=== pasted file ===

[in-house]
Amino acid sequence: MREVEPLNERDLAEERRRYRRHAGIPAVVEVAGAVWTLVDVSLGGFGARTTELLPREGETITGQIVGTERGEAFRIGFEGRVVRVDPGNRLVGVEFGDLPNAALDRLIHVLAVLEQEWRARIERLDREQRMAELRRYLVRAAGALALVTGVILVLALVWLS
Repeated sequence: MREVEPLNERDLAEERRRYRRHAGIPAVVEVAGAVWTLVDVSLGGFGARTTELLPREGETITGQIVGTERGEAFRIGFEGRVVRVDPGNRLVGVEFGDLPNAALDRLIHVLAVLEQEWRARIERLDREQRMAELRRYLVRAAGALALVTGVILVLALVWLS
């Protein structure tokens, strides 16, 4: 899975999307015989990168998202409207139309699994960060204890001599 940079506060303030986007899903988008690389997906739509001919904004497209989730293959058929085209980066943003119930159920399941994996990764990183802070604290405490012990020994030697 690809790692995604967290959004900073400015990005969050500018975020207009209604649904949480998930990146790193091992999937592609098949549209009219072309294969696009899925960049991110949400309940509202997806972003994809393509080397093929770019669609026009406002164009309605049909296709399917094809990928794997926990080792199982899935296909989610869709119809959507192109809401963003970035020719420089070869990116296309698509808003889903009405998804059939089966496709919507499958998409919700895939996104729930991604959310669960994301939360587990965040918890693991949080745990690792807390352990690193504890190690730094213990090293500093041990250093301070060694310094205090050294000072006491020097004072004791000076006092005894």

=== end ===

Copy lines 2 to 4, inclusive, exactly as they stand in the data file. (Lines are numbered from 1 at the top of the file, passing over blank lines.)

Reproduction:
Amino acid sequence: MREVEPLNERDLAEERRRYRRHAGIPAVVEVAGAVWTLVDVSLGGFGARTTELLPREGETITGQIVGTERGEAFRIGFEGRVVRVDPGNRLVGVEFGDLPNAALDRLIHVLAVLEQEWRARIERLDREQRMAELRRYLVRAAGALALVTGVILVLALVWLS
Repeated sequence: MREVEPLNERDLAEERRRYRRHAGIPAVVEVAGAVWTLVDVSLGGFGARTTELLPREGETITGQIVGTERGEAFRIGFEGRVVRVDPGNRLVGVEFGDLPNAALDRLIHVLAVLEQEWRARIERLDREQRMAELRRYLVRAAGALALVTGVILVLALVWLS
């Protein structure tokens, strides 16, 4: 899975999307015989990168998202409207139309699994960060204890001599 940079506060303030986007899903988008690389997906739509001919904004497209989730293959058929085209980066943003119930159920399941994996990764990183802070604290405490012990020994030697 690809790692995604967290959004900073400015990005969050500018975020207009209604649904949480998930990146790193091992999937592609098949549209009219072309294969696009899925960049991110949400309940509202997806972003994809393509080397093929770019669609026009406002164009309605049909296709399917094809990928794997926990080792199982899935296909989610869709119809959507192109809401963003970035020719420089070869990116296309698509808003889903009405998804059939089966496709919507499958998409919700895939996104729930991604959310669960994301939360587990965040918890693991949080745990690792807390352990690193504890190690730094213990090293500093041990250093301070060694310094205090050294000072006491020097004072004791000076006092005894």